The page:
I love my job. Everyone that knows me, knows I love every aspect of it. Even when things get tough, I tend to find a way to see the positive. We often get asked how we handle euthanasia’s, followed by the comment “I could never do that”. Believe me, when I say that most of the time, it really isn’t the hardest part of our job. We feel like even then, we are helping the pets and being their advocates. But then there are the times that it becomes the hardest thing you’ll ever do…

When I first met Andy, he was in his prime. He pranced around like a well-bred dressage horse. No wonder standard poodles are referred to as “king poodles” (Königspudel) in German. He certainly was majestic. His hair coat was black as coal, with curls so perfect as if they were done by a French hairdresser. His owner was an older gentleman, with similar curls and a classy mustache, possibly sharing the same hairdresser and a similarly noble posture. They were the perfect match. They both were genuinely kind, always carrying a smile on their face.

As both matured, his owner started carrying a walking cane, swinging it around like a fancy accessory, while Andy became stiffer in his rear end and his prancing seemed to have lost the spring of his youth. It was around that time that the owner’s wife passed unexpectedly and their life changed forever. She had taken care of both of them and the pain of her loss was written all over their faces. The constant smile was replaced with deeply sad eyes. They eventually moved to be with the owner’s daughter and I thought I would never see them again.

But here they were for their last visit. They both had changed tremendously, since I had last seen them. The owner was a skinny, fragile, old man with silver curls and hands so thin as if they were made of glass. His walking cane had become a true crutch for his marked weakness, as he barely made it to the chair. He was a picture of misery and his eyes were filled with tears. Andy was unable to stand and like his owner, he was skin and bone. His eyes were sunken and had lost their sparkle, he could barely lift his head, there was a large open wound on one of his pronounced hip bones. He hadn’t urinated in 3 days and as I helped him up, he was able to relieve himself, making his owner give me one last hopeful look, but no words were exchanged. As I slowly let him go, he sunk back to the ground and I touched his owner’s hand “you know this is the right thing to do, to let him go in dignity” I heard myself say. He weakly nodded his head. His sadness overcame me. I was taking his last true friend, there was nothing I could do to make it better.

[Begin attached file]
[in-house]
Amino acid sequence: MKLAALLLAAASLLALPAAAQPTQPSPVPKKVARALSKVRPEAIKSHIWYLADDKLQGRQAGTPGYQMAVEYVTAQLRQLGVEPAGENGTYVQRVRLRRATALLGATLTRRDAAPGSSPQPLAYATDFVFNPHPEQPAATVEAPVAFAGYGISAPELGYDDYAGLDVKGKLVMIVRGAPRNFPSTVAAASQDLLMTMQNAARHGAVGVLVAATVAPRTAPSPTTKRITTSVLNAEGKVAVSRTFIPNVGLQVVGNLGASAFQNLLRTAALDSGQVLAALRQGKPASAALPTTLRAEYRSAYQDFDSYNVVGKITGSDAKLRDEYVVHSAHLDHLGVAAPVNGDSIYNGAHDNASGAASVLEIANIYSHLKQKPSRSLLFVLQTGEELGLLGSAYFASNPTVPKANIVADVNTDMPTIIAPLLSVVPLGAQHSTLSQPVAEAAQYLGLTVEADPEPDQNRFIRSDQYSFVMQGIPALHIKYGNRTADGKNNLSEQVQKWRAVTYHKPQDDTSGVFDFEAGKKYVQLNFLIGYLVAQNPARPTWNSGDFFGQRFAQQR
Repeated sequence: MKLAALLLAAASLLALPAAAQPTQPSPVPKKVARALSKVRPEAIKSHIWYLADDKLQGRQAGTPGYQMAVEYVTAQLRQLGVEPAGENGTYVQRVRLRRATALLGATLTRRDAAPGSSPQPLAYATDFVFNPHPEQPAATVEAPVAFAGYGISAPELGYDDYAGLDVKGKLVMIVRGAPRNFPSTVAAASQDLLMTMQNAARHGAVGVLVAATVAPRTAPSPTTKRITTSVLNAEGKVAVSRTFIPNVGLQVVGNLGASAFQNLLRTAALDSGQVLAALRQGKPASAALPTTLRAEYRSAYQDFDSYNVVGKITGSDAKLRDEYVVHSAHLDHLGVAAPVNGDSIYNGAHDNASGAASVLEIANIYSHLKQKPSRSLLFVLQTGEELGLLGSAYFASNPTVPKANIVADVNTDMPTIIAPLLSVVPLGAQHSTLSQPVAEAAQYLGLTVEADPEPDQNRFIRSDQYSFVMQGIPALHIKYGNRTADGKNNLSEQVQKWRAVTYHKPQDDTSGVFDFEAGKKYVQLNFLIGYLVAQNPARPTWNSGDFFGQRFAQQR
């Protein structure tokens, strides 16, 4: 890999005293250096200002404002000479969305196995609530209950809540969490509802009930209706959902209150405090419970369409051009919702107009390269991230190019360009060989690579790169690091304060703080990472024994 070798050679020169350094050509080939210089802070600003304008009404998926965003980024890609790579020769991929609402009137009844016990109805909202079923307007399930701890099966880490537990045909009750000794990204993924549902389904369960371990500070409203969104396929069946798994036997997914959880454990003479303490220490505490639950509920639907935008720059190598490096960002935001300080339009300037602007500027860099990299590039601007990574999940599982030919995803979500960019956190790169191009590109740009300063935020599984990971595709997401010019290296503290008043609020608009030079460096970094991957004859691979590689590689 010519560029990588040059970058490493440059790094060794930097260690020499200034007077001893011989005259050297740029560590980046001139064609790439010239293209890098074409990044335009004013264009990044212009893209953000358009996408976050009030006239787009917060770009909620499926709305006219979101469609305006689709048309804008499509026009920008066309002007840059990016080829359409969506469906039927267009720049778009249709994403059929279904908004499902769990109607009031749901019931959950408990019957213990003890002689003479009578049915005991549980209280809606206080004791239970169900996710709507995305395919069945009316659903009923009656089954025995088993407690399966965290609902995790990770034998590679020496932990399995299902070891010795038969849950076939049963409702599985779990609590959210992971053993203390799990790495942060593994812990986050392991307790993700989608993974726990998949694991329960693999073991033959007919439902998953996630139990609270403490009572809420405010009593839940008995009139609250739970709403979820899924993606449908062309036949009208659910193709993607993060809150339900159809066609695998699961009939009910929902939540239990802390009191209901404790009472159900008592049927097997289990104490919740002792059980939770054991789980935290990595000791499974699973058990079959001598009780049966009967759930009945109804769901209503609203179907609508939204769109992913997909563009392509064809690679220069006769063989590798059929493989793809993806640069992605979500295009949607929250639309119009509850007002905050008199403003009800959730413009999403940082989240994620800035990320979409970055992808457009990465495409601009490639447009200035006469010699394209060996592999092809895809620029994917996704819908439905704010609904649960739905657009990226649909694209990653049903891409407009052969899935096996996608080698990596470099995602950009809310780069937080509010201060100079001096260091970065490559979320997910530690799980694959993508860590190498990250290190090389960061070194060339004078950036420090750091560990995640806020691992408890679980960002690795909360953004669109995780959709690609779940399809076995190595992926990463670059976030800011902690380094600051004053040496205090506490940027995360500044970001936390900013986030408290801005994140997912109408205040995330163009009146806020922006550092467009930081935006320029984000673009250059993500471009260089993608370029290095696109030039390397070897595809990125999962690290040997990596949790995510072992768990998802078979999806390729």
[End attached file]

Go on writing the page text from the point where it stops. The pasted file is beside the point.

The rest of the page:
It was time for Andy to cross the rainbow bridge and we both knew it, yet that didn’t make it any easier. Andy was tired, he closed his eyes as I gave him the injection, almost like he was waiting to be put out of his misery. His owner’s hand was gently stroking his face and his fingers were shaking. Tears, like raindrops were falling to the ground and onto his silver curls. He took one last breath before letting go forever. His owner’s eyes seemed empty, he seemed in disbelieve that Andy could be gone and at the same time strangely relieved that it was so easy for him to go.

I cut a few of those special curls and put them in a small bag and he held them tight as he was leaving, his sadness had filled the room for hours to come. These are the moments that you can never be prepared for, the moments that break your heart. The moment that you wish “I could never do that”…

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